The PDO and MEI are linked closely. In other words, you will see the PDO and MEI warm together much of the time and cold together also. There are differences between the two, its just that, for instance, we notice the MEI going positive now and so is the PDO. The reason is simple, both of them rely on conditions in the tropical Pacific for their derivation to some degree, so if the tropical pacific is warming or cooling both of them are going to respond. Here an example, the El Nino of 1957-1958. The PDO in Jan 1957 was MINUS 1.82. June is skyrocketed to plus 1.76 and was still plus 1.5 in October before falling off. The mark of the cold PDO/MEI ( when the MEI is predominately cold too, as it is when the PDO is cold is a rapid run up then flattening) The most recent enso event, 09/10 had a PDO of -1.4 in Jan of 2009, it reached plus .83 in Jan 10. So the PDO spikes too! The latest April Value was plus 1.13 indicating we are already seeing the PDO contribution maturing.. and yet no response from the SOI . IN 1997 THE PDO REACHED 2.79 but at the height of the 83 ENSO event is was over 3.5!
Now lets get back to the MEI. Jan 1957 it was MINUS .948 BY MAY IT WAS plus .908 , peaking at plus 1.474 in Jan of 1958! So you in any enso event beyond something weak, the MEI and PDO are going to spike. So its not that I dont mean one when I mean the other, I am simply speaking of two cousins in the family that are indicative of what is going on. But because of what is used to calculate them, there are both going to be close in their trends. The biggest problem here is the ATMOSPHERE is not responding in the way that can allow this to develop to its fullest capacity. The warm water around se asia means lower pressures. Lower pressures do not allow the type of slackening of the trades that higher pressures would. That means the warm water can not mature at the top. In addition the MEI chart shows it all.. when there are el ninos after prolonged cold events of the MEI, or the PDO, the enso events are the modikie 3.4 warmer than 1.2 in maturity and come and go.
The super ninos occur in a much warmer time. 82-83 was 5 years after the PDO flipped. The super nino of the 90s, the mei was almost always warm, Its interesting to note the warm PDO started and then ended to some extent ( the 97-98 super was followed by prolonged cold and the MEI enso events never outdid the cold before them and then after starting in 07) with the super ninos But a look at the PDO shows its VERY CLOSE to the MEI here too
The point is the PDO and MEI are closely related and the idea since March, which Joe D aleo is a part of is for the 02/03, 09/10 events to be the most recent close ones. But the family this is coming out of is the 50s-70s, not 80s-90s in our opinion
Joe wrote the definitive paper on the length of warm and cold enso events in warm and cold PDOs discovering there is an almost perfect relationship with the length of stay and strength. The cold PDO have warm enso that average 9 months, cold 21 months, the warm PDO has the warm enso lasting 21 on average, la nina events 9 months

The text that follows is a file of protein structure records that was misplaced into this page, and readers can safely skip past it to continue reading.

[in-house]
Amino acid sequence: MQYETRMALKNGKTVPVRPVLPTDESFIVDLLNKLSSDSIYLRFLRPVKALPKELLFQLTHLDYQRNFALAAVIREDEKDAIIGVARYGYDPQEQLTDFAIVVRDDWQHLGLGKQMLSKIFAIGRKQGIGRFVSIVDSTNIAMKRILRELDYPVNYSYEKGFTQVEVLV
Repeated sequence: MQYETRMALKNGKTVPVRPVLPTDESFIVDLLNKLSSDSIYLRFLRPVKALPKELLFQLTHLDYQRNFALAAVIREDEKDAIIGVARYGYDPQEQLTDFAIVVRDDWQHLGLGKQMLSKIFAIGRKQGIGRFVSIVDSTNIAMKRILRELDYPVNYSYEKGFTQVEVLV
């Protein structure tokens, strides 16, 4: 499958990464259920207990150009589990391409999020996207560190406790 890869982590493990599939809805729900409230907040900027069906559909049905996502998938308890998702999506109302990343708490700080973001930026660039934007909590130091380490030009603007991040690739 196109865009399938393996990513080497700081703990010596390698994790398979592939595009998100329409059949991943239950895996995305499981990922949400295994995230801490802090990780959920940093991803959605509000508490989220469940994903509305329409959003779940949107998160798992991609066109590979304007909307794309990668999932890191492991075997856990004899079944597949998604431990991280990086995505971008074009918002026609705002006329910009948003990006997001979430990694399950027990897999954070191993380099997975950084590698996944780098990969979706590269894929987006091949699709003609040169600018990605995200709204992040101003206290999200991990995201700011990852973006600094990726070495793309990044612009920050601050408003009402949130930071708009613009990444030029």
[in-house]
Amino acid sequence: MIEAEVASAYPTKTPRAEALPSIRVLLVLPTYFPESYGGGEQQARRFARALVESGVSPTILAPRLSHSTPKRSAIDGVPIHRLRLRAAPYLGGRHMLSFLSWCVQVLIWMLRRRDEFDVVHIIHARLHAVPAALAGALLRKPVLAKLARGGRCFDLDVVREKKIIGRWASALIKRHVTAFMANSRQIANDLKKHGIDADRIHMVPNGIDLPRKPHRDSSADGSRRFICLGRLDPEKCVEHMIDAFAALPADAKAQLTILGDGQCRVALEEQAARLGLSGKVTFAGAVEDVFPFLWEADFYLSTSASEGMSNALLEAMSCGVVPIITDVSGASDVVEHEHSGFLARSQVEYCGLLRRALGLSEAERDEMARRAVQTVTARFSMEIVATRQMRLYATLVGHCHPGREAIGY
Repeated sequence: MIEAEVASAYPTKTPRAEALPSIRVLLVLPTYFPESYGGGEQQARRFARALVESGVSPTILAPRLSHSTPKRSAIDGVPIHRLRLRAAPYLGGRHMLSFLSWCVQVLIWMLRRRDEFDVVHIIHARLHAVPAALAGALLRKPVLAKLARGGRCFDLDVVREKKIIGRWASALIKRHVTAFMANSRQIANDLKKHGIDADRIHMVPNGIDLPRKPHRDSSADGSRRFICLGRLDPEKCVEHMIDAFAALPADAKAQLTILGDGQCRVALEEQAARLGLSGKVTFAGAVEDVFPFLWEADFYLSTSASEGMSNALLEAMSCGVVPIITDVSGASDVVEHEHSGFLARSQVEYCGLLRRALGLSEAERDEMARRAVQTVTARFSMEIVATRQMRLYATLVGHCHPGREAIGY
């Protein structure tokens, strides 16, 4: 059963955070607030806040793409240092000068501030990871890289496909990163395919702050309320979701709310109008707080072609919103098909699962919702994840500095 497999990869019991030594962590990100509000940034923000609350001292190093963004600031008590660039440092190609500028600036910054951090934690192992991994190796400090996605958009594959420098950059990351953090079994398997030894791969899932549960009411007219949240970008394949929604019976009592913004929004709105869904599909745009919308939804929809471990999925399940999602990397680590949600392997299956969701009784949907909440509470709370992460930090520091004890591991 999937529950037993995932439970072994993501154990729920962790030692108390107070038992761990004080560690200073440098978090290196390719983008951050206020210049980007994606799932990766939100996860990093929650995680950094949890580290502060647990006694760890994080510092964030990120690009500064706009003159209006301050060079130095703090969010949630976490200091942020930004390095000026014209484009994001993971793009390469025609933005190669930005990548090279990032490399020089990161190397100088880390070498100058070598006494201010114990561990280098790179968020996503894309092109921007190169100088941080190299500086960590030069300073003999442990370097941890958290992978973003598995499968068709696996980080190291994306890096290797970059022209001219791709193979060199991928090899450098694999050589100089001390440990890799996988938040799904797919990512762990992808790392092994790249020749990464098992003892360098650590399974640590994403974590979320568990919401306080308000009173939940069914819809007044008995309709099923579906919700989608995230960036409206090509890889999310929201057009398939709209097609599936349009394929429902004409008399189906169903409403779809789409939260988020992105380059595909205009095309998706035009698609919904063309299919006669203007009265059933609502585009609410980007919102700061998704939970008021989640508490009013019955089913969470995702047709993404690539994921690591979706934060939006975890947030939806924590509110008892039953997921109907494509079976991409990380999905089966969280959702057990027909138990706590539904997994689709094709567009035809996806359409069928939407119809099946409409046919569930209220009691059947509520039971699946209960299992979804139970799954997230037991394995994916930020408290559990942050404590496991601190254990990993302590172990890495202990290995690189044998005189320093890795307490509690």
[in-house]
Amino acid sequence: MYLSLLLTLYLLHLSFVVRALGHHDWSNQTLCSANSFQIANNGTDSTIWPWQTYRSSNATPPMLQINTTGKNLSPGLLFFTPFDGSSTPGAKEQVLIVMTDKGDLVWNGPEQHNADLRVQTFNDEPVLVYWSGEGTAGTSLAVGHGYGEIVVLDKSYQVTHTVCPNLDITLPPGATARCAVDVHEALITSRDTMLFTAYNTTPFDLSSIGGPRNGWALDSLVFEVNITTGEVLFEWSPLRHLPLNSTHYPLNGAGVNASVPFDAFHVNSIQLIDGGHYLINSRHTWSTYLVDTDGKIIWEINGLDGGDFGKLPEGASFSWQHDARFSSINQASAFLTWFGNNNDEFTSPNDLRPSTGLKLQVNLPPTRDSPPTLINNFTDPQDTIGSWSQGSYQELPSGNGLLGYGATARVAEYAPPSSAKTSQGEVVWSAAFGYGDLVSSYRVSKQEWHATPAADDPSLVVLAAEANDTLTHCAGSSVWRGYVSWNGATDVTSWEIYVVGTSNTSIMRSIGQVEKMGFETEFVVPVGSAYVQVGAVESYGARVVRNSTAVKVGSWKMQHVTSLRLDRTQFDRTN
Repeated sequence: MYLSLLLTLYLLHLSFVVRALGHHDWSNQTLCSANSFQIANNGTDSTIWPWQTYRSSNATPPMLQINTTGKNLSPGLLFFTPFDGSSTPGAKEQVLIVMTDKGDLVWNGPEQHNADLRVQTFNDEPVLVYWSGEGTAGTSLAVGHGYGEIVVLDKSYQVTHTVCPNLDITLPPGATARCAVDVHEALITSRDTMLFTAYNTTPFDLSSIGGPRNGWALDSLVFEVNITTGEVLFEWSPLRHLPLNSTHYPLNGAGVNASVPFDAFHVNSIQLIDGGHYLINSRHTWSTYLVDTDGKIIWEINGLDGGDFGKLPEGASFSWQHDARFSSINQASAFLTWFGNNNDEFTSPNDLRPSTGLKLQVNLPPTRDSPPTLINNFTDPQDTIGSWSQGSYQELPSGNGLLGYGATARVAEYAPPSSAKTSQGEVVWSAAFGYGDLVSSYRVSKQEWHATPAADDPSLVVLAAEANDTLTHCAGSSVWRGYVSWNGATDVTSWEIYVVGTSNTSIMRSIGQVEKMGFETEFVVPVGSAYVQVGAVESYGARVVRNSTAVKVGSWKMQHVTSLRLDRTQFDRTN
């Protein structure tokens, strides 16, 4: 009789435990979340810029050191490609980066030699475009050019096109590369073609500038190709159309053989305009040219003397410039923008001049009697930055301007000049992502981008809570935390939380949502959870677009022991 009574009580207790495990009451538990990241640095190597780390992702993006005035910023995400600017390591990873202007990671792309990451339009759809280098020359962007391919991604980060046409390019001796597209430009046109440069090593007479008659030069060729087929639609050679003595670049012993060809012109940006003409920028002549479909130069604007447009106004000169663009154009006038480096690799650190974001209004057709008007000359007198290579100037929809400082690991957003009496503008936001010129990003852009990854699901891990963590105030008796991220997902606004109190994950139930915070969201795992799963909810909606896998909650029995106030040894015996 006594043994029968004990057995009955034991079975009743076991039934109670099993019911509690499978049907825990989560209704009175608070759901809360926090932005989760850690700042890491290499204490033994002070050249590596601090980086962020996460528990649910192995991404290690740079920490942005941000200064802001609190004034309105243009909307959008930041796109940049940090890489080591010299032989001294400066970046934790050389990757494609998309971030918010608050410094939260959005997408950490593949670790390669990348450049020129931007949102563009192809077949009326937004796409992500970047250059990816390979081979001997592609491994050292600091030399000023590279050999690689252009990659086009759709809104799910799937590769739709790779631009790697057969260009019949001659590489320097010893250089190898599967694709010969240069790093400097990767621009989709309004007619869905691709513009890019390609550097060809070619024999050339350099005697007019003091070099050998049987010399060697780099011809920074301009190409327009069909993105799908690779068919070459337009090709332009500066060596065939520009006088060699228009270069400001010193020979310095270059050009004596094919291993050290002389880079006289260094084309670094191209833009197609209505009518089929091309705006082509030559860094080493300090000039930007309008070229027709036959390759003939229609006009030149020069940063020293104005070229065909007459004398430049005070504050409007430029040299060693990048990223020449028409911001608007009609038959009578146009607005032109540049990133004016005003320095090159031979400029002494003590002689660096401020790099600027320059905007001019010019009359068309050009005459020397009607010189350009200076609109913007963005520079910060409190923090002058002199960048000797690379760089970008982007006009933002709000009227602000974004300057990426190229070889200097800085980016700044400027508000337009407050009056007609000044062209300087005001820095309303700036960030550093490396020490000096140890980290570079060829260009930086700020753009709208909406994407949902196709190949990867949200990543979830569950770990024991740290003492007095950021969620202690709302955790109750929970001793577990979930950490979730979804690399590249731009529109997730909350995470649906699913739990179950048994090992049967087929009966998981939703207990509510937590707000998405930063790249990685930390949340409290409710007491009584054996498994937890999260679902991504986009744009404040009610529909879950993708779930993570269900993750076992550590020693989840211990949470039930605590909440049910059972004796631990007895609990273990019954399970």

June 4, 2014 3:05 pm

From the temperature anomaly animations, it kind of looks like the intensity of the anomalies have already started to diminish by quite a bit. I’m thinking we won’t get much more push towards El Nino this year.

Doug Proctor
June 4, 2014 3:31 pm

Cam says:
June 4, 2014 at 3:05 pm
From the temperature anomaly animations, it kind of looks like the intensity of the anomalies have already started to diminish by quite a bit. I’m thinking we won’t get much more push towards El Nino this year.
As Cam notes, the animation makes it look like the warmer water coming to the surface ends in about 1 month. Then temps would stop climbing. Is that a reasonable interpretation?

June 4, 2014 3:41 pm

Why is everyone except us so convinced this is going to be a super El Nino despite the face every official forecast I’ve see has it peaking at ~1.5 when both 1982 and 1998 peaked at 3?

James at 48
June 4, 2014 4:10 pm

Hoping for at least normal rainfall in the 2014 – 2015 water year. It is not too much to ask.

Jake J
June 4, 2014 5:33 pm

I’m far behind in competence than others here (hey, at least I admit it), so take this for what it isn’t worth. Cliff Mass, a meteorology professor at the U of Washington, has written about the coming El Nino. My takeaways are the following:
1. Likely a fairly mild El Nino, not like 1998.
2. We won’t have a truly accurate forecast until mid-summer.

June 4, 2014 5:39 pm

Bob Tisdale, Much thanks for this information. The graphical detail provided in the above post is very useful and informative.
One question: Do you think lunar declination plays an important role in the formation of El Ninos and what might happen next year with the minima?
More power to you! Jen

June 4, 2014 5:53 pm

It is watching history in the making, with someone to give us the insights into the events during, instead of after. A fascinating read. Thanks Bob!